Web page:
It’s no secret that Grand Valley State University isn’t very diverse — racially, economically or religiously. We’re doing better now than we ever have before, but there’s still a lot of work to be done.

There’s no better reminder of who and what the university really cares about than when popular Christian holidays roll around. During the Christmas season, the Office of Student Life sets up a Christmas-themed photo booth, but there are no photo booths for non-Christian holidays that fall around the same time, like Hanukkah or Kwanzaa.

March 27 was Easter, wherein Christians celebrate Jesus’ resurrection. Purim took place on March 23 and 24, a popular Jewish holiday that celebrates the saving of the Jewish people from Hamen, a Persian king who planned to destroy all Jewish people. Holi, a colorful Hindu holiday celebrating spring, also took place on March 24.

Yet, it was just one of these holidays that was celebrated on GVSU’s campus this past week. GVSU hosted a campus-wide Easter egg hunt to celebrate the holiday. The entire campaign was all in good fun, promoting the university as egg-finders were encouraged to post their found eggs on social media, but even things as simple as an egg hunt can be frustrating to those Laker community members who don’t find themselves among the majority.

When there is a campus-wide event featuring events very clearly tied to just one of three holidays being celebrated in the same time frame, it can feel alienating to those students, faculty and staff who do not participate in Easter celebrations.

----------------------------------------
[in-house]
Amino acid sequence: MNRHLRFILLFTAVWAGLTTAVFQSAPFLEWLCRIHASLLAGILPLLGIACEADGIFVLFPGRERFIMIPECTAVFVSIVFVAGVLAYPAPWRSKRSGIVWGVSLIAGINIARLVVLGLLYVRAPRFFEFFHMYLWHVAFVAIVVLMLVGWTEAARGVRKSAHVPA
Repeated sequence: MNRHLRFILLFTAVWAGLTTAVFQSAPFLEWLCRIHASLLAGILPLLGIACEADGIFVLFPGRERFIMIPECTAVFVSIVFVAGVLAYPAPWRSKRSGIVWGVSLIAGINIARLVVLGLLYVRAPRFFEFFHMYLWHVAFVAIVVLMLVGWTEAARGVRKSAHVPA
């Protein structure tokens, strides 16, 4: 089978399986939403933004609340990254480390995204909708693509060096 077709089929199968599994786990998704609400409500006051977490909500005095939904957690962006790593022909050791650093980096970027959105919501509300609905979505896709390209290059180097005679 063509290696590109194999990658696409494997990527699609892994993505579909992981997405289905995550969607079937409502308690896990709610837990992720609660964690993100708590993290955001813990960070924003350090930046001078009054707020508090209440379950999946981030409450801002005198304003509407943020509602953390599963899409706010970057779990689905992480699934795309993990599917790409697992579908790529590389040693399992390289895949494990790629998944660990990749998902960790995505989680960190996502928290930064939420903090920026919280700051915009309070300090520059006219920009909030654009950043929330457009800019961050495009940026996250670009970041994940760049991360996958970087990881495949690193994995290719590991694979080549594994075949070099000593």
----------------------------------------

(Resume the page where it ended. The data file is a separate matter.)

There is absolutely nothing wrong with bringing a little spring joy to GVSU, but that joy could have easily been spread around to include more Lakers.

Purim is commonly known as one of the more joyous Jewish holidays, as participants celebrate by dressing up in costumes and dancing. Purim is frequently marked with a parade or a carnival, which could have been a great opportunity to expose GVSU students to a little interfaith learning in a fun, hands-on way.

Holi is famously celebrated by applying and throwing colored water and powders on friends and family, something that sounds absolutely perfect for a little mid-semester merrymaking at GVSU.

Both of these holidays have a home at GVSU, and not just because there are students at GVSU who identify with these religions. Celebrating Christian and non-Christian holidays would not only help GVSU’s interfaith efforts be more inclusive, but it would be a fantastic opportunity to expose students to unfamiliar traditions and celebrations.

GVSU has long had a bad history when it comes to being religiously inclusive. This years’ Campus Life Night, which had to be rescheduled due to a large number of Jewish students celebrating Rosh Hashana, one of the most religiously significant Jewish holidays, on the day Campus Life Night was scheduled for.

In the 2011 Campus Climate Survey, 67 percent of respondents identified their religion as a Christian denomination. In the 2015 survey, that number dropped to 63 percent.

As GVSU continues to become more diverse, the university needs to understand that there is more to diversity than the color of someone’s skin. Christian privilege is just as real as white privilege, and it’s time that GVSU recognizes that.